4. Kitchen. It is probably the single most crucial aspect of an F&F rehab.
- Kitchen Countertops and tiling.
5. Bathrooms. Buyers love new bathrooms, which can probably improve the property's final value.
6. Production Crew: painting, trimming, finishing touches.
7. Landscaping. Please wait until the very end but plan to get it done and looking nice.
8. Final Inspection. Budget for one, as this will make the selling side of the process go smoother.
So, take a few or several days to prepare a detailed budget and have professional contractors come by. Have them inspect and quote you on the repairs (so you can pick the best one for your needs). Once you are ready, purchase materials. Many stores will keep them in their warehouse for a few weeks, saving you from having to store them yourself.
Go through the trouble of drafting up contracts.
As with most construction endeavors, there is no such thing as a verbal contract. Make sure everything you expect from the contractor is in writing. If you think it is OK to skip the contract process, at least email your understanding of what the work being contracted includes and ask for a reply. Also, you can use a memorandum of understanding (it is sort of like a written out verbal agreement) to have your back covered. A contract helps you deal with people who are "poor of memory" (since you will more than once hear a contractor tell you: "but you didn't ask for that").
Once you have a written contract drafted, adjusting it to a new contractor and a new budget will be easy and straightforward.
Stick to the Gannt Chart as much as possible
Even if it means working late hours for you, make sure you try to keep up with the project schedule. Remember, you are most likely paying interest on a loan, so the amount you owe will increase as time goes by. Do not anguish about it but do take it seriously.
On this subject, some Flippers adjust their plans based on the following:
- Increase the amount of time the contractor says work will take to get done by anywhere between 30% and 100% of the planned time. Contractors' estimates expect (a) good weather, (b) no sickness, injuries, or unplanned days off, and (c) all their worker's cars to run smoothly and for the workers to show up.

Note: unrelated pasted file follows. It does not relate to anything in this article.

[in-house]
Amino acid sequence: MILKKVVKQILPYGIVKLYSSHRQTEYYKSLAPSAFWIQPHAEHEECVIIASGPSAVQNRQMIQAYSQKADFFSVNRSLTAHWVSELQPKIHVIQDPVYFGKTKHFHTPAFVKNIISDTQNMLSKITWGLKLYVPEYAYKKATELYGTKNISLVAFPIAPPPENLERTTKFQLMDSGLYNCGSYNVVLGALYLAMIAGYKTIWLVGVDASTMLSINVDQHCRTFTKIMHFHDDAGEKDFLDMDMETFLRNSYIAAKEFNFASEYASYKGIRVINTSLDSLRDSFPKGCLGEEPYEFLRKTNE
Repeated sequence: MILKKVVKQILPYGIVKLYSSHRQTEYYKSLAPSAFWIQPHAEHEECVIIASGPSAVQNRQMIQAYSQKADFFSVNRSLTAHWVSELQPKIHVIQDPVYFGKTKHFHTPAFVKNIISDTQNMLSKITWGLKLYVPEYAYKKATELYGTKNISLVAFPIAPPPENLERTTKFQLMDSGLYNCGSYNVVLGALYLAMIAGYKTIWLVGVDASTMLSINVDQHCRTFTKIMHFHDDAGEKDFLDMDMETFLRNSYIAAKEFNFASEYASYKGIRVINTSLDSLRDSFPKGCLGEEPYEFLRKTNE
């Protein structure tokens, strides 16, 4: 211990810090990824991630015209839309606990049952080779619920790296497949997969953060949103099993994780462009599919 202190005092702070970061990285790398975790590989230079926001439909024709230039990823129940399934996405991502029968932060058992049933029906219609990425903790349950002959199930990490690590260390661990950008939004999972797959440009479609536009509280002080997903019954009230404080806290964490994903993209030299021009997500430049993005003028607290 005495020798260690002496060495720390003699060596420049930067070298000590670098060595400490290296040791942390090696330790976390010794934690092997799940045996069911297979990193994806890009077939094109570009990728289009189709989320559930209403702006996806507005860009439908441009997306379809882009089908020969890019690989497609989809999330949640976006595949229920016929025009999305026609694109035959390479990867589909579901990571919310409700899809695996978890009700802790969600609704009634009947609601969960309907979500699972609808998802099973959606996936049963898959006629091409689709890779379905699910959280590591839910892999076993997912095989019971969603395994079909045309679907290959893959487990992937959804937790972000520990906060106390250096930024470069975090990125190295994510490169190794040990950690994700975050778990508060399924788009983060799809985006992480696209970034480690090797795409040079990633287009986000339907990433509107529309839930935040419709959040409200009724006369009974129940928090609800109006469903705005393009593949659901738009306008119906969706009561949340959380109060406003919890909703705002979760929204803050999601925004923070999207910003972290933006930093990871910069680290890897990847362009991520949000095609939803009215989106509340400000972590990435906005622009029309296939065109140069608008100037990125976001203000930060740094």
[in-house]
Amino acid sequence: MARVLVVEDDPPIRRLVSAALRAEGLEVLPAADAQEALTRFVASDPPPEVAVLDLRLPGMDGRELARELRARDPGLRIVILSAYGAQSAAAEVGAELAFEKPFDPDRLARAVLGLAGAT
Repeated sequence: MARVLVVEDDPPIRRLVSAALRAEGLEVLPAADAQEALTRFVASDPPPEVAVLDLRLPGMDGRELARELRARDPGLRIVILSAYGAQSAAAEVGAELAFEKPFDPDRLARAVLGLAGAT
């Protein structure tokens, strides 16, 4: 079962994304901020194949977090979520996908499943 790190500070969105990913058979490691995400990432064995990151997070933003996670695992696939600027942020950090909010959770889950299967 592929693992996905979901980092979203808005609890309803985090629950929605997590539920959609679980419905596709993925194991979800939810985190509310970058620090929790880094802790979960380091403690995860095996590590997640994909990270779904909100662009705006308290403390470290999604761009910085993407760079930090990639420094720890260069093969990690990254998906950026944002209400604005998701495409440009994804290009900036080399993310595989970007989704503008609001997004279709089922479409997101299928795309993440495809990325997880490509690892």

- Contractors have previous engagements that they must complete. Sometimes, when they say they will be there "first thing on Monday Morning," they are unsure that their current project will be completed by then. Contractors want to be paid for their work as soon as it is completed, so it may be best not to show up to your construction site until it is done (and paid for) elsewhere.
Fixing up a property includes planning for the selling stage.
When preparing a budget, be aware of hidden future costs to the novice. Make sure that you have budgeted for items such as:
- Closing title insurance
- Home warranty
- Unpaid property taxes
- A final, professional home inspection.
Then bring in an experienced realtor to help you with the sell-side of the project. Remember, they have tons of knowledge, and it is in their interest to help you. In our experience, every single penny you pay for a realtor commission will most likely be worth it for your chances of making a profit.
Plan accordingly so that repairs happen on time and with high-quality standards. Document work to be done in writing with your contractors. Try to purchase materials in advance and have them stored by your supplier (if possible). Do plan to have a professional home inspector come by at the end to let you know what's missing.
If you have decided to invest in a Fix and Flip property, consult with AMI Lenders. We are one of Houston's fastest closers and could become your financial ally. We fund our loans and can move as fast as the law allows. Borrowers in Houston will also have difficulty finding lower rates for hard money or private loans than we offer. We want our customers to succeed and take advantage of the financial opportunities provided by real estate investments. Visit our website today and fill out an application for a loan backed by an investment property.